US 2920622 A
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12. 1 v. H. STEEL 2,920,622
METHOD AND APPARATUS FOR CREATING ENERGY CARRIER STATES OF OXYGEN IN INSPIRED AIR Filed June 6, 1955 8 Sheets-Sheet 1 IN VEN TOR. l/q/v H. TEEL aizziDzua 2 1 1 UN.Z0 All 1 0 4.00 Pr 10:42-48: 01.4000 N2.
h\ Q a N fiTTOENEYS V. H. STEEL METHOD AND APPARATUS FOR CREATING ENERGY CARRIER STATES OF OXYGEN IN INSPIRED AIR Jan. 12, 1960 8 Sheets-Sheet 2 Filed June 6, 1955 INVENTOR. VAN H. STEEL Jan. 12, 1960 v. H. STEEL 2,920,622
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METHOD AND APPARATUS FOR CREATING ENERGY CARRIER STATES OF OXYGEN IN INSPIRED AIR Filed June 6, 1955 8 Sheets-Sheet 4 ail/35.6
VAN H 5TEEL Jan. 12, 1960 v. H. STEEL 2,920,622
METHOD AND APPARATUS, FOR CREATING ENERGY CARRIER STATES OF OXYGEN IN INSPIRED AIR Filed June 6, 1955 8 Sheets-Sheet 5 ivlzlalalzla INVENTOR VA N H 575.61. BY
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Filed June 6, 1955 METHOD AND APPARATUS FOR CREATING ENERGY CARRIER STATES OF OXYGEN IN INSPIRED AIR V H. STEEL 8 Sheets-Sheet 8 AmsrmM a sumo/v mung-A. fl [a VOLTj-tM v wl Q2 42:4
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Arne/v15 YJ United States Patent i METHOD AND APPARATUS FOR CREATING ENERGY CARRIER STATES OF OXYGEN IN INSPIREDAIR Van H. Steel, Portland, Oreg.
Application June 6, 1955, Serial No. 513,341
13 Claims. (Cl. 128-191) This invention relates to a method of and means for the processing or treating of oxygen and to the utilization of energy-carrier states of oxygen of inspired air by human beings and animals for the correction or treatment of existing pathological conditions in said human beings or animals. Furthermore, the invention relates to apparatus useful for the building up of an energetic defense against the development of pathological conditions or dysfunctions that are the result of bacterial or virus invasions of said organisms.
This invention pertains to energy-carrier states of raw ox'ygen such as may be obtained from storage tanks for therapeutic purposes, or to atmospheric oxygen of inspired air. Heretofore, therapeutic oxygen as used in oxygen tents or as administered by mask, has been used with no attempt being made to energize it, that is, to raise its energy level by creating energy-carrier states prior to its utilization.
Relatively pure dry oxygen taken from storage tanks has a high potential as a carrier of energy of inspired air. Such oxygen normally is in'its ground state, or in a low vibrational energy level of its ground state. In either of these states, it is relatively inactive chemically. Atmospheric oxygen of low vibrational energy levels of its ground state is normally exposed to the energizing efiects of radiant and kinetic energy of the outdoor environment. By absorption of this energy, its energy level is raised, and outdoor air is freshened and made suitable for normal respiratory purposes. Oxygen of outdoor air is a normal carrier of energy, and the amount of energy carried may be subnormal, normal, or excessive as it is inspired by animals or by human beings.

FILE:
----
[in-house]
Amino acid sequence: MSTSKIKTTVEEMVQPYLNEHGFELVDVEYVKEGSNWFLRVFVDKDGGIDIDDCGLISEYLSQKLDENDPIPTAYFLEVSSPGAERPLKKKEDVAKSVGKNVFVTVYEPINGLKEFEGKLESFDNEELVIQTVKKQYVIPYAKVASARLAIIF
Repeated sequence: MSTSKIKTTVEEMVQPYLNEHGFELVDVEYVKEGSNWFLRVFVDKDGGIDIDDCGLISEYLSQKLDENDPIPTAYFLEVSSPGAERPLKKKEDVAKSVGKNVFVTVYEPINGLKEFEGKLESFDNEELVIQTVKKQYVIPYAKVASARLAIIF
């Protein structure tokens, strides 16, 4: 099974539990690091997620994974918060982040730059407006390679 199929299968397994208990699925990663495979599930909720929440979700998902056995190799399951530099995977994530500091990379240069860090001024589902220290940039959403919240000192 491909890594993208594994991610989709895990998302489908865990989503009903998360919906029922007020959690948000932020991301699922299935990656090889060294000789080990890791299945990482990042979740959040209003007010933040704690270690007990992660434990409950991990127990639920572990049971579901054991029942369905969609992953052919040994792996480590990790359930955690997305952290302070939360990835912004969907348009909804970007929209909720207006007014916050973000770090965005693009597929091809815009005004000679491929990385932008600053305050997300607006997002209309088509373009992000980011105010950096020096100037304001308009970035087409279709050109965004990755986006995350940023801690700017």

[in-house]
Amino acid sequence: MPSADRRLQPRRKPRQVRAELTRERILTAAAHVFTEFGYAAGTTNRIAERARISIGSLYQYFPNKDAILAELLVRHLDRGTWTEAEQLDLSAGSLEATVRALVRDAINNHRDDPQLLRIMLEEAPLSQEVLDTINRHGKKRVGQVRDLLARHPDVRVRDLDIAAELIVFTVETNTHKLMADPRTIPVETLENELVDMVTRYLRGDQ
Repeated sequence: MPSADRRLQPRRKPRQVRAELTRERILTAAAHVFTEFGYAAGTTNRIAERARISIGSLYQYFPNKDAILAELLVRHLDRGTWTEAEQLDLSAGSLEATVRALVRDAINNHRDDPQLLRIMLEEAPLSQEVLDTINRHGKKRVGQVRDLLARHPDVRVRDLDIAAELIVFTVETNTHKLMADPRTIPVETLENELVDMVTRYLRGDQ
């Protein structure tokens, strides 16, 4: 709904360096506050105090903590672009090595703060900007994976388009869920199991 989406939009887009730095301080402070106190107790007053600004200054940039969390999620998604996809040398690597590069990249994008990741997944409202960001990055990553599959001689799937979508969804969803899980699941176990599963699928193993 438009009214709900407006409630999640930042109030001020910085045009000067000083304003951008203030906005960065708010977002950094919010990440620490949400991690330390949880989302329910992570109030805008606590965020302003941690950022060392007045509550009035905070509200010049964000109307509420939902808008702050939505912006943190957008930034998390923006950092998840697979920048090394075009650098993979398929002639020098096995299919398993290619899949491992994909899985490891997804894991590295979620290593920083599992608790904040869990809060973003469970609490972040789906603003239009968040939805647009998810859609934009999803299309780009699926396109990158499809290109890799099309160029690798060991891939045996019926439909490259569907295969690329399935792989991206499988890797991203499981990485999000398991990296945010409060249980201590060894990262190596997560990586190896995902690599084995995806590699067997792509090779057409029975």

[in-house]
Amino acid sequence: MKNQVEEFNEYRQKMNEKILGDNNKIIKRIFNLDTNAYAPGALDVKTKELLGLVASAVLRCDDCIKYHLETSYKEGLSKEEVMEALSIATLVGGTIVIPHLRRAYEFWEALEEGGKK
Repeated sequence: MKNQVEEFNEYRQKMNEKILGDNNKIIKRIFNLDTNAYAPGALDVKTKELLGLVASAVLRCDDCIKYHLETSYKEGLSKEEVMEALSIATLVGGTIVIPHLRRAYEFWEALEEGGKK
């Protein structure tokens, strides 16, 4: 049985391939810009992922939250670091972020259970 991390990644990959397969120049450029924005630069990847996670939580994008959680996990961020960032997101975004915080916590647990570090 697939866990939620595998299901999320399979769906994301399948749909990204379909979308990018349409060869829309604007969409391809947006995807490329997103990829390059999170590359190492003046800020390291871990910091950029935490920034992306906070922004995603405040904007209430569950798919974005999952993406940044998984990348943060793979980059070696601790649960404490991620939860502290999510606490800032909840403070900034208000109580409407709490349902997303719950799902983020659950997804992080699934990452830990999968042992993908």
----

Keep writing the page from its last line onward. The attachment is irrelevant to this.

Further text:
It has heretofore been recognized in the electro-chemistry of gases that certain mixtures of molecules, such as oxygen molecules of air, do not react chemically unlessone or both of the potentially reacting molecules are in an abnormal, excited or energy-rich state. They must be brought into a chemically reactive state, because they show no tendency to change while in their ground state, or in the lower vibrational energy levels of their ground state. The inherent ionization of atmospheric oxygen produced by cosmic rays, and lower vibrational levels of the metastable state produced by infra-red absorption, may provide adequate energy in atmospheric oxygen to support life. However, this life sustaining energy may be inadequate to support a defense of an organism against pathogenic bacterial or virus invasions. It may likewise be inadequate to overcome pathological conditions in an organism once they have become established.
The vital importance of energy-carrier states of oxygen of inspired air seems not heretofore to have been fully understood or adequately appreciated biologically or therapeutically. The importance of the chemical activity of oxygen becomes even greater in tissue cells than in the alveoli of the lungs. In tissue cells, the energy level of oxygen received from the bloodmust be raised by means of iron-porphyrin-protein respiratory cell catalysts before the said oxygen can unite chemically with cy- 2,920,622 Iatented Jan. 12, 1960 tochrome oxidase and oxidize its ferrous iron atom to a ferric state. This latter reaction is basic to the continuity of living processes. Without this oxidation of ferrous iron, oxidation-reduction reactions cannot function in a living cell, and life within an organism cannot continue. Activated or metastable oxygen, i.e. molecular oxygen that has had its energy level raised, is the ultimate electron acceptor of the entire oxidatiomreductio'n sequence of a living cell.